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    Coen v. Stutz (In re CDC Corporation), 610 Fed. Appx. 918 (11th Cir. June 11, 2015) (Tjoflat, Prior, and Baldock, JJ.) (opinion by Baldock, Circuit Judge for the 10th Circuit sitting by designation). Code / Rule: Barton doctrine; related-to jurisdiction under 28 U.S.C. 157(a) Held: Barton doctrine applied to court-approved general counsel for the debtor where the bankruptcy court had approved documents that confirmed the defendant as general counsel for the debtor and the liquidating trust, so that the defendant was at least as connected to the estate as attorneys or investigators hired by the trustee, whom we have deemed covered by the doctrine. Also, a sufficient nexus existed between the suit and the estate to support related-to jurisdiction. History: 11th Circuit affirms District Court for the Northern District of Georgia, which affirmed the Bankruptcy Court for the Northern District of Georgia. Facts: The debtor CDC Corporation, predecessor to CDC Liquidation Trust, filed a voluntary chapter 11 petition. Watson was approved by the bankruptcy court as chief restructuring officer, with the understanding that Watson would function in most respects similarly to a chapter 11 trustee. Watson then asked Stutz to continue as the general counsel for the debtor corporation, and the bankruptcy court approved a services agreement between the debtor and Stutz. The main asset in the case was ownership of shares of CDC Software. Watson decided that the debtor should sell its shares, but CDC Software resisted. In response, the debtor corporation altered CDC Softwares board of directors by installing Stutz as a new board member. Thereafter, CDC Software issued a 6-K report that Coen claimed was defamatory. Some months later, the bankruptcy court confirmed the debtors plan that included release language for certain parties, including Stutz. A few months after confirmation, Coen sued Stutz and others in federal district court in Georgia, claiming defamation and tortious interference. Upon learning of the plans release language, Coen sought permission of the bankruptcy court to continue his suit against Stutz, which the bankruptcy court denied based upon the broad language of the release. Alternatively, the bankruptcy court ruled that the Barton doctrine would apply and said it would not grant permission to sue under the Barton doctrine in any event. The district court found that Coen had conceded the Barton doctrines applicability, and that the release language in the plan barred suit as well. On appeal to the 11th Circuit, Coen argued that the bankruptcy court did not have jurisdiction to hear his suit against Stutz, and that the Barton doctrine did not apply. The 11th Circuit found that the bankruptcy court would have jurisdiction because there was sufficient nexus between the suit and the estate under the conceivably have an effect test of Miller v. Kemira, Inc. (In re Lemco Gypsum, Inc.), 910 F.2d 784, 788 (11th Cir. 1990). The extremely broad related to jurisdiction applied where, as here, the suit targets an estate fiduciary, concerning actions taken to facilitate the debtors bankruptcy, and which claims could trigger the debtors Director and Officer insurance if successful, which would diminish the policys reserve and affect the debtors rights and liabilities. Also, the circuit court found that the suit fell within the bounds of the Barton doctrine, given that the bankruptcy court approved documents that confirmed Stutz as general counsel for the debtor and the liquidating trust, so that Stutz was at least as connected to the estate as attorneys or investigators hired by the trustee,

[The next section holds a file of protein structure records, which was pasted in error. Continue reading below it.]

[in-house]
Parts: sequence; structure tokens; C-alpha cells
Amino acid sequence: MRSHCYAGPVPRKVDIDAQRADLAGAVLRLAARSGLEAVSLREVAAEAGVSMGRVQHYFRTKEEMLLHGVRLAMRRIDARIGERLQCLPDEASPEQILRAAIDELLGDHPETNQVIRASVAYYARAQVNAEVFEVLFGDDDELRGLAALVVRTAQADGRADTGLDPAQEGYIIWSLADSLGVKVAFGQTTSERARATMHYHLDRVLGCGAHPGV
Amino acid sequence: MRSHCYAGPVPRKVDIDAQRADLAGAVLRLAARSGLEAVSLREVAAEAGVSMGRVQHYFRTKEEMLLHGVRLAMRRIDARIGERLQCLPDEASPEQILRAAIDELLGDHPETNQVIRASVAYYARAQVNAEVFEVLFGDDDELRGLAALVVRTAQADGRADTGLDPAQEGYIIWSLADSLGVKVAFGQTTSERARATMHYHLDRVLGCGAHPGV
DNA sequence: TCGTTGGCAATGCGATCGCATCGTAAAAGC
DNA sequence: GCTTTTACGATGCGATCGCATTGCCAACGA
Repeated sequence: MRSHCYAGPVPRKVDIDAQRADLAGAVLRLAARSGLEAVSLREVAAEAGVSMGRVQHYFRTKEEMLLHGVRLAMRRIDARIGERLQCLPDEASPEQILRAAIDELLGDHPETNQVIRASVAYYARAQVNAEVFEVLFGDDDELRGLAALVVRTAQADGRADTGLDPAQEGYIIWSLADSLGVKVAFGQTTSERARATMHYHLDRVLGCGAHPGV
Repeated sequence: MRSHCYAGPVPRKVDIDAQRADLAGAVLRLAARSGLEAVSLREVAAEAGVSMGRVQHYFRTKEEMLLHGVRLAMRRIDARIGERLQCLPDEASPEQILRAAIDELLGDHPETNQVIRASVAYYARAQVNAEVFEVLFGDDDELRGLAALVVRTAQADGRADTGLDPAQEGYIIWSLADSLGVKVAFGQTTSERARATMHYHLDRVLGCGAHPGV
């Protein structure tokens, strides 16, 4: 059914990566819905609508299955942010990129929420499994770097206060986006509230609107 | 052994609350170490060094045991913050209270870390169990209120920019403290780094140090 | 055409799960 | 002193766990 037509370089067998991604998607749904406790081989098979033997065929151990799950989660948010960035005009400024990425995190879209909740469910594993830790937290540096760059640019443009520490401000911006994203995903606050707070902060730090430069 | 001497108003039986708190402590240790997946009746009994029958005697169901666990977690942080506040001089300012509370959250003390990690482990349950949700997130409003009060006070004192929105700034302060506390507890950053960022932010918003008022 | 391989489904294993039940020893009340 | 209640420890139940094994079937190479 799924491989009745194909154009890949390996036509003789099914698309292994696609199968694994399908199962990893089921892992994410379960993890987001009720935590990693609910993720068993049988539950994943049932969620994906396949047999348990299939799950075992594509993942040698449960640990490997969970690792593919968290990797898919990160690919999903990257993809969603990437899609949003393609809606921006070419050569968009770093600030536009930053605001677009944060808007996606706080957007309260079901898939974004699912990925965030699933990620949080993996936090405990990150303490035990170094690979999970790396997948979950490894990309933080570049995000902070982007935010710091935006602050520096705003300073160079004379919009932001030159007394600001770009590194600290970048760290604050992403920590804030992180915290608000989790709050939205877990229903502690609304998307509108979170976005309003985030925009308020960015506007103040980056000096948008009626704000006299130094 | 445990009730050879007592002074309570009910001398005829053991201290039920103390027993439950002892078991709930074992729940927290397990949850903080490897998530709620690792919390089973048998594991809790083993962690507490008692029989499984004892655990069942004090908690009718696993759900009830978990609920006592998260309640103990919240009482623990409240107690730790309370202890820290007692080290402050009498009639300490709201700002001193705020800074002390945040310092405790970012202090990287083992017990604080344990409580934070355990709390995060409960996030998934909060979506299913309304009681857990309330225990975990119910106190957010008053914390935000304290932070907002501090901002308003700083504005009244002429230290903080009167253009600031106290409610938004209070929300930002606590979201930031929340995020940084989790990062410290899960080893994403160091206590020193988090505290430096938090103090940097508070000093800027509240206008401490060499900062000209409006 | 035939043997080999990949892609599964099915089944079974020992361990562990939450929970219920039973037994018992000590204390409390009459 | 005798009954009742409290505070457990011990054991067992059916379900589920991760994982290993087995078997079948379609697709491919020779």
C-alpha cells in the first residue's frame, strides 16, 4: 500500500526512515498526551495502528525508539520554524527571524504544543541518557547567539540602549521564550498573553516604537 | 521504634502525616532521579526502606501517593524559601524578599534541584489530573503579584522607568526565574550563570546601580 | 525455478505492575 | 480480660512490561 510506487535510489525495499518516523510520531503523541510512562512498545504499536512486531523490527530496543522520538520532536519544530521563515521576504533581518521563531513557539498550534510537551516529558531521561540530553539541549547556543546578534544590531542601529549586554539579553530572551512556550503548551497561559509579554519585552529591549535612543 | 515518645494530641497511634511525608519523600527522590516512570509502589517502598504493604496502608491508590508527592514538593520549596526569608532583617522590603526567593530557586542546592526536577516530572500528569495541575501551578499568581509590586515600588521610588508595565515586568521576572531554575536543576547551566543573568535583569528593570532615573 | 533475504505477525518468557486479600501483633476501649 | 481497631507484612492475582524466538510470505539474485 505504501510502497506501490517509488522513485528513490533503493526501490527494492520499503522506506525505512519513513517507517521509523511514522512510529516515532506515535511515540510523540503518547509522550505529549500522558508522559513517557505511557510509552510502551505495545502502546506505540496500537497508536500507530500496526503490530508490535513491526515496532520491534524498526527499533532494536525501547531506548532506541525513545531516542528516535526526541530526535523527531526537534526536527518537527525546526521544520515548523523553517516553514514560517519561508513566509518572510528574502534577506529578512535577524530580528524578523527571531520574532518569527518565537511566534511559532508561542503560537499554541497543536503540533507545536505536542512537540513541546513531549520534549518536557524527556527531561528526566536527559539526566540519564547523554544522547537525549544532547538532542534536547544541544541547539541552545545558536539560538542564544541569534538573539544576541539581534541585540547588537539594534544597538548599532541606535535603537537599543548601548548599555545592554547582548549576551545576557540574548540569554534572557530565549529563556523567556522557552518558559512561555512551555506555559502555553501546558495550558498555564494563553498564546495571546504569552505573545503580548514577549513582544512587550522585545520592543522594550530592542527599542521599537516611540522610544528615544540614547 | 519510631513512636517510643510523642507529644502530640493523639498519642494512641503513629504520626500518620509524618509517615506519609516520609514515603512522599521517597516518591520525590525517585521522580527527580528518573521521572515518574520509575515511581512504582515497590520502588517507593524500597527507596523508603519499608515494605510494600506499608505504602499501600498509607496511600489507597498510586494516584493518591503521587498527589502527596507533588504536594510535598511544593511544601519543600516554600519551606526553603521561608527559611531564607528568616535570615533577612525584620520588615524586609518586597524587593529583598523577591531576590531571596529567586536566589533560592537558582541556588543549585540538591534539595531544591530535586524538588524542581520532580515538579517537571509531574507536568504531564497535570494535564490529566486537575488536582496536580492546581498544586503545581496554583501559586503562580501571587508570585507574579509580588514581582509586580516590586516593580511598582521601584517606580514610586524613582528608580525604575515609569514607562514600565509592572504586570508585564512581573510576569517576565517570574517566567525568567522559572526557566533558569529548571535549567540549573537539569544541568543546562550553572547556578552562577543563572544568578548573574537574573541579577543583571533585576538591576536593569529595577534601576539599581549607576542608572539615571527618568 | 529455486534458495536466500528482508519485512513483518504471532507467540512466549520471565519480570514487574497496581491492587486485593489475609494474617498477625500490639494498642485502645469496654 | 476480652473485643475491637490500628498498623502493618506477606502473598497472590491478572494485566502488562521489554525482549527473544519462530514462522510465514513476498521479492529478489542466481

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    whom we have deemed covered by the doctrine. Therefore, the bankruptcy court had to give permission for the suit, which it withheld. Given this ruling, the circuit court did not reach the merits of the applicability of the plans release language. McFarland v. Wallace (In re McFarland), 790 F.3d 1182 (11th Cir. June 22, 2015) (Tjoflat, William Pryor, and Baldock, JJ.) (opinion by Baldock, Circuit Judge for the 10th Circuit sitting by designation). Code / Rule: 541; 522; Georgia exemptions under Georgia Code 44-13-100 and 33-25-11(c) Held: Exemption in life insurance policy was limited to $2,000 under Georgia law; annuity did not qualify as such under Georgia law and was therefore not exempt where its purpose was not to replace wages; and constitutional challenge to Georgia exemptions failed. History: 11th Circuit affirms the District Court for the Southern District of Georgia, which affirmed the Bankruptcy Court for the Southern District of Georgia. Facts: Years ago, the debtor invested in a mutual fund and took out a $30,000 whole life insurance policy. In 2006, at age 64, the debtor transferred $150,000 from the mutual fund into an annuity which designated the debtors wife as the sole beneficiary and which would begin disbursing payments in January 2032. In 2011, the debtor filed bankruptcy and claimed an exemption for the cash surrender value of the whole life policy and for the annuity. The trustee objected to the exemptions, and the bankruptcy court limited the insurance policy exemption to $2,000 per OCGA 44-13-100(a)(9), and denied the exemption in the annuity in its entirety. The district court, and then the 11th Circuit, affirmed. After pointing out that exemption statutes are generally construed liberally in favor of debtors, and that the objecting party has the burden of proof, the circuit court found that the annuity purchased by the debtor did not fit the definition of annuity in the Georgia statute, citing recent Georgia case law in support for the idea that to qualify, the contract must provide income as a wages substitute. The annuity of the debtor was structured more like an investment, and the debtor had no plans to withdraw funds during his lifetime. The life insurance exemption was the more specifically worded statute cited by the debtor, and that Georgia Code section limited the exemption for debtors to $2,000 (whereas another Georgia statute, which would apply if the debtor were not a debtor in bankruptcy, would allow a larger exemption). The circuit court also eschewed any constitutional challenge to the Georgia legislatures decision to treat bankruptcy debtors differently for exemption purposes. JPMCC 2006-LPD7 Miami Beach Lodging, LLC v. Sagamore Partners, Ltd. (In re Sagamore Partners, Ltd.), 620 Fed. Appx. 864 (11th Cir. Aug. 31, 2015) (Jordan, Julie Carnes, and Linn, JJ.) (opinion by Linn, Circuit Judge for the Federal Circuit sitting by designation). The opinion was originally issued on July 13, 2015 but was then reissued on August 31, 2015 with one change: to clarify in the conclusion that the case was remanded to the district court as to the

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    question of fees and costs, the timing of default-rate interest, and any other remaining issues that were unresolved, and that the district court may, in its discretion, remand any of